OK, I get that the government doesn't want Asian carp in Lake Michigan.
But closing the canals is a stinker of a solution will lead to flooding (that could create new waterways to let the carp into the lake), increase goods and services costs for us as companies take to the roads and rails instead of the water, and add to the rail and road congestion. So if Michigan and Co. get their way, you could be stuck in traffic at a railroad crossing just to get a chance to pay more for things you have to use, like energy. (Midwest Generation gets their coal on those waterway, so your bill would likely go up.)
Now, the feds have approved a ton of money for new solutions. Among them, possibly poisoning the waterways when the locks are opened. Awesome. I understand this poison affects things with gills only, but how many times has a governmental agency had to admit that a substance had consequences they didn't realize? (Thalidomide anyone?)
Reader Joe Wojtonik has a pretty good solution:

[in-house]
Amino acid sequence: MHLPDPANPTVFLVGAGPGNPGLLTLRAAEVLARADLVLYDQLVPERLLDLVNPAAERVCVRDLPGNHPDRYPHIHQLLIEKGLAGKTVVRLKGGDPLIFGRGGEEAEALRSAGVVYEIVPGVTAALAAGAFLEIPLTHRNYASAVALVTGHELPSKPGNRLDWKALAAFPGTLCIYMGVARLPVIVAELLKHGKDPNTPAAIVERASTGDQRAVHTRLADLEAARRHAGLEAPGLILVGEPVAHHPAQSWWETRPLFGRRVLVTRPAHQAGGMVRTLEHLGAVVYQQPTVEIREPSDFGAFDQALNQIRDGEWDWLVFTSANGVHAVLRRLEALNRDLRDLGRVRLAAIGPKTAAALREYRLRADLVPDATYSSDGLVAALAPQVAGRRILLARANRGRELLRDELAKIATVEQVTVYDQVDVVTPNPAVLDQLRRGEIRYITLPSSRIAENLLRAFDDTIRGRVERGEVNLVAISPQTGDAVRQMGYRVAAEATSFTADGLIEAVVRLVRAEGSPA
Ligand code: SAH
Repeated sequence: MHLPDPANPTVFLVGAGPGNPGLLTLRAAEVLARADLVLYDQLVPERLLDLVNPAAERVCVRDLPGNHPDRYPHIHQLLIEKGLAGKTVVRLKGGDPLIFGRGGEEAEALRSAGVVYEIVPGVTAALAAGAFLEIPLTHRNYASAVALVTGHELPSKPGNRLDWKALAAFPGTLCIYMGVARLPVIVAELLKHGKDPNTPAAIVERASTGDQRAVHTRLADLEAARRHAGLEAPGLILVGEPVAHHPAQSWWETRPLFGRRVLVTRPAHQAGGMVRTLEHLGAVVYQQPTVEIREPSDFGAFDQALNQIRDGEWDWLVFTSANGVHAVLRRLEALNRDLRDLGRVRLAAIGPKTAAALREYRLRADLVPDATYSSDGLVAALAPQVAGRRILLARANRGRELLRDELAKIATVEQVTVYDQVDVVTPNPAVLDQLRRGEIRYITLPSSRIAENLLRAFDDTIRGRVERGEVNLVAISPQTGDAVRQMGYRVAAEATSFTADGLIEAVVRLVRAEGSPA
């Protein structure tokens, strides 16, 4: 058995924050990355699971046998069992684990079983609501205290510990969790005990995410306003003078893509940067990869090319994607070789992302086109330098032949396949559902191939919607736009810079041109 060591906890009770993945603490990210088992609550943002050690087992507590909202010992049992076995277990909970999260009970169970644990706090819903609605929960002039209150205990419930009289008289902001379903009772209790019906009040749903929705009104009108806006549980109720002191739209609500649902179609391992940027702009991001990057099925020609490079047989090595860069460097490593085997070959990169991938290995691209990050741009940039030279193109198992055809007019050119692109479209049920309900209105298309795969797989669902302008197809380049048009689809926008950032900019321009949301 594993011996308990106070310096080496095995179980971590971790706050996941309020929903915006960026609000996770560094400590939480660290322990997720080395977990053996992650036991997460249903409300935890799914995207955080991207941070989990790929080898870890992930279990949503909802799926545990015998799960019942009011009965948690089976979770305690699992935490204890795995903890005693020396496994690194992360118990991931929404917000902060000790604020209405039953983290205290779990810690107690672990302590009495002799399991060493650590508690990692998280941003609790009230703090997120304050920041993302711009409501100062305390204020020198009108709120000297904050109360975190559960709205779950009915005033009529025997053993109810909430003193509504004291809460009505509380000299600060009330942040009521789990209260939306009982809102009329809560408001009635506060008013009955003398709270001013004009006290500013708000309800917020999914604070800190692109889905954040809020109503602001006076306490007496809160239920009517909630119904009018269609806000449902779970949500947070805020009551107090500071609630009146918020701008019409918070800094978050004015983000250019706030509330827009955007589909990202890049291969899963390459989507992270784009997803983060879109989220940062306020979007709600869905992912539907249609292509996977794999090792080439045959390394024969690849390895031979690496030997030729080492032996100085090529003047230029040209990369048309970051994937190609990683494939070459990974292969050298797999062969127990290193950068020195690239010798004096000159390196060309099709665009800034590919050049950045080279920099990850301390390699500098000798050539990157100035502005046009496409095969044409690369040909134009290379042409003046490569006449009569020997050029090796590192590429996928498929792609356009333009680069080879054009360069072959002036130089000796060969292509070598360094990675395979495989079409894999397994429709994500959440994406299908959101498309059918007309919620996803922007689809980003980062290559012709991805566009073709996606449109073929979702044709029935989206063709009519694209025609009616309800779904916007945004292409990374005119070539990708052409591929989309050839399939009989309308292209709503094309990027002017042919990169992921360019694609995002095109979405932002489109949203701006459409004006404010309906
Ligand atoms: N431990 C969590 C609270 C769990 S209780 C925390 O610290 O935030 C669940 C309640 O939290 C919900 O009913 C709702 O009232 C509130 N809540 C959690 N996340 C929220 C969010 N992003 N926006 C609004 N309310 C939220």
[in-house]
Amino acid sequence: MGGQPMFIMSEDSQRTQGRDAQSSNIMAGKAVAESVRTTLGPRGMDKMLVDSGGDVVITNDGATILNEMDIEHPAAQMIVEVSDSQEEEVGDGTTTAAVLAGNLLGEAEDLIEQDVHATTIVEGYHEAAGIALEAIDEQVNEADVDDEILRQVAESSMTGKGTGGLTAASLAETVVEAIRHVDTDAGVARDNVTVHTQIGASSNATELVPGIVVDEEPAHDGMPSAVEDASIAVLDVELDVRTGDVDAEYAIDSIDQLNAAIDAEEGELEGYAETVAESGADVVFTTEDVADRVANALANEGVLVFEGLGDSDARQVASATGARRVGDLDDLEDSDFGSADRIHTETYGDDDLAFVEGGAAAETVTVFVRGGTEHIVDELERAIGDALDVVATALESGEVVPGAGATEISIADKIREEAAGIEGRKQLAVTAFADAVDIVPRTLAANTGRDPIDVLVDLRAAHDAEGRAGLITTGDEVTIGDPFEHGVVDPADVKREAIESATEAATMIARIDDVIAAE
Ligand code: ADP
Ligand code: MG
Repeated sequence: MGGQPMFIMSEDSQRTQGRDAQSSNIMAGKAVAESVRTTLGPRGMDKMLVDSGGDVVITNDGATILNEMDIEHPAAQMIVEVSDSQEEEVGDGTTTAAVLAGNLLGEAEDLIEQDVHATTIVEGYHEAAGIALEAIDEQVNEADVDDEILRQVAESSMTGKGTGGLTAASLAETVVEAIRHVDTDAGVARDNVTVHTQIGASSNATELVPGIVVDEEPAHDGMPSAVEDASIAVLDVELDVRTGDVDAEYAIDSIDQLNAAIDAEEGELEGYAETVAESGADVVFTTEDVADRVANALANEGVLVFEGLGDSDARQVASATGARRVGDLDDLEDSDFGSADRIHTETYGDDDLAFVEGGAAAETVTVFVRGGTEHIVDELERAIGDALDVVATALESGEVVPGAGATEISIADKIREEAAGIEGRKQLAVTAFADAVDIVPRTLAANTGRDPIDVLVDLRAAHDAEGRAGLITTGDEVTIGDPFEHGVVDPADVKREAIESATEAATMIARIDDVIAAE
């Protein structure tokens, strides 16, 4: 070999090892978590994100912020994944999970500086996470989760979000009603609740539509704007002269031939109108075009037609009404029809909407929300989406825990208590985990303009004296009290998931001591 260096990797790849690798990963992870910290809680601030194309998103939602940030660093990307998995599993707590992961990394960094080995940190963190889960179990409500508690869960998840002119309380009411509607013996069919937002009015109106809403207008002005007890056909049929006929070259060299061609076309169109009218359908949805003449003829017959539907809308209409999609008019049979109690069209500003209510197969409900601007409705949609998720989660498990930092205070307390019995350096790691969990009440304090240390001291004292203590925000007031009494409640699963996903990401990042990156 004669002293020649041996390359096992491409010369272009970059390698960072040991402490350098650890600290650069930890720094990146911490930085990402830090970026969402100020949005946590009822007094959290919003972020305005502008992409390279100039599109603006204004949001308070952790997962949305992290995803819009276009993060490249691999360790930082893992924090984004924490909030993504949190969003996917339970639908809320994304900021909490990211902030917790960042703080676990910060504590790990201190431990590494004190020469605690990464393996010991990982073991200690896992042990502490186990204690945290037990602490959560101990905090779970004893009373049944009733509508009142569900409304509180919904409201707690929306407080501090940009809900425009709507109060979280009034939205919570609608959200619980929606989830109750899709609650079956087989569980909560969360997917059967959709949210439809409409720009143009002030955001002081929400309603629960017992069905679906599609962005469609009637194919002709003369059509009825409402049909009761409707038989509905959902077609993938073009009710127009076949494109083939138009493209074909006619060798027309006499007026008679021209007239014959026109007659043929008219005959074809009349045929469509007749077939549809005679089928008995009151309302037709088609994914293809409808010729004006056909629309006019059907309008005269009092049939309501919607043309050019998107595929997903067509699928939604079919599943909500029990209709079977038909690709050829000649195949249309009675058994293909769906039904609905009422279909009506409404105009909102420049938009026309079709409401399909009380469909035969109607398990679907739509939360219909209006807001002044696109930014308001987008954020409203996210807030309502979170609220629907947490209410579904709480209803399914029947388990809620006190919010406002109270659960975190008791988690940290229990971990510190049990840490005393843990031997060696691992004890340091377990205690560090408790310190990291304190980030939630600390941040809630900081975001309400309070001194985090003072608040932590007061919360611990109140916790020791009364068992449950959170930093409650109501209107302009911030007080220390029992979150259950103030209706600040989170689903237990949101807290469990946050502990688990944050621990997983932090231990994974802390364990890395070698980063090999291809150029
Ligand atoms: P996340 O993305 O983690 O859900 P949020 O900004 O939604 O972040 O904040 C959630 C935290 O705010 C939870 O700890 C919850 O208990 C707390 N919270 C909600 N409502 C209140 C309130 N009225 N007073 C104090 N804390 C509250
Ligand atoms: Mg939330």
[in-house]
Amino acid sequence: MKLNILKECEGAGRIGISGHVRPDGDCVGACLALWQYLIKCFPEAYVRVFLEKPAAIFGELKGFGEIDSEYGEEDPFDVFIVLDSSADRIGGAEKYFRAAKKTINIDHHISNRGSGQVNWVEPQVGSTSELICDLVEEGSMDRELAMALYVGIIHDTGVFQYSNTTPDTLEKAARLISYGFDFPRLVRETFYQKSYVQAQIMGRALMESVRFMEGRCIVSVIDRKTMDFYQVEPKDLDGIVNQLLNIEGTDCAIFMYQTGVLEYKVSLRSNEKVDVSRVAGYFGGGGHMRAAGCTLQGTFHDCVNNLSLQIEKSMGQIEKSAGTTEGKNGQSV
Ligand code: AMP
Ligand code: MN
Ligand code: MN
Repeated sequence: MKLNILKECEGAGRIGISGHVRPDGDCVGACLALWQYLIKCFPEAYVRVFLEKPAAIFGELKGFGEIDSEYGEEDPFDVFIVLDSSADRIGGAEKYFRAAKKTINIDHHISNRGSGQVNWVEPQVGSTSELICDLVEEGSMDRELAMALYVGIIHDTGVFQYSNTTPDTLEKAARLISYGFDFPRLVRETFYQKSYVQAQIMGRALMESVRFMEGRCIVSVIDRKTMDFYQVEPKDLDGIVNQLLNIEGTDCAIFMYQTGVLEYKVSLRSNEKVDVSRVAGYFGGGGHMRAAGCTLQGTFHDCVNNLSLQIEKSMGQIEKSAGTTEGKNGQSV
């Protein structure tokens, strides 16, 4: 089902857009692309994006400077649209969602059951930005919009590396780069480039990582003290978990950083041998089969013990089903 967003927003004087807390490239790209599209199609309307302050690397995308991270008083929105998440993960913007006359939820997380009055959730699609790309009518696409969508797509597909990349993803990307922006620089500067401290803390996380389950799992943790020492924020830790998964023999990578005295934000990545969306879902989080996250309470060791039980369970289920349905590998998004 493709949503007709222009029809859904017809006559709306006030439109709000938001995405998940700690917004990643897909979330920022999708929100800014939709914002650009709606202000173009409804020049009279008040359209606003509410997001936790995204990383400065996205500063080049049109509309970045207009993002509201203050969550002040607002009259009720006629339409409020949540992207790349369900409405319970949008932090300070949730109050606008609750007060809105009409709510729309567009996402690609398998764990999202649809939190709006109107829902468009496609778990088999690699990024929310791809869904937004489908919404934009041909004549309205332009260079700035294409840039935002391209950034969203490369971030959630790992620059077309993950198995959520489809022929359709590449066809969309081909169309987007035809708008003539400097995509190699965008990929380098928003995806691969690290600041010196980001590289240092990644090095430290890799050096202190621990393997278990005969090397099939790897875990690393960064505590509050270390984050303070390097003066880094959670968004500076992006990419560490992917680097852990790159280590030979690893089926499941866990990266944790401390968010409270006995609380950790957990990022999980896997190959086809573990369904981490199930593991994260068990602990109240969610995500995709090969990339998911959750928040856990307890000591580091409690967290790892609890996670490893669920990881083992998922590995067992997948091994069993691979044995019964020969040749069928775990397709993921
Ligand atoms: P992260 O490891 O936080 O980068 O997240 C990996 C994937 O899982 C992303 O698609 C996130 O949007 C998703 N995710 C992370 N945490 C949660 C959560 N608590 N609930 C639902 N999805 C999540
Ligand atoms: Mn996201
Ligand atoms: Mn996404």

"Put a "bounty" on them of, well let's just say, a buck per fish and let all the Illinois anglers at them. You'll soon have many a fisherman out on the channel eliminating the problem. Hell, we spent 2 million dollars on chemicals that didn't seem to be that effective, so why not eliminate them in a more effective and "green" manner? And, on top of all that, retirees and out of work fisherman could provide a very valuable service to the state and earn a little cash to boot!"
I'm with Joe. In fact, I kind of want to vote him into office. Instead of the presidential campaign's Joe the Plumber, he can be Joe the Angler. See, the federal plan costs $78.5 million. And some people say that's not enough.
- is cheaper than the federal plan. Even with the administration necessary to confirm the kills and issue checks, it's still not going to cost $78.5 million ... although where there's a bureaucracy, there's a way.
- is green. We're adding some fumes from the boats, but those guys were likely going to be fishing anyway. No more poison.
- stimulates the economy. If you make $20 fishing, you're going to spend it. And, as he says, it does give retirees and laid-off workers something to do while they wait for the those millions of saved/created jobs that seem as difficult to find as an Asian carp in the Great Lakes.
The fish farms of the South created the problem. Let the fisherman of the north solve it.
doesn't close the canals, thereby raising prices for us and created more air pollution and congestion.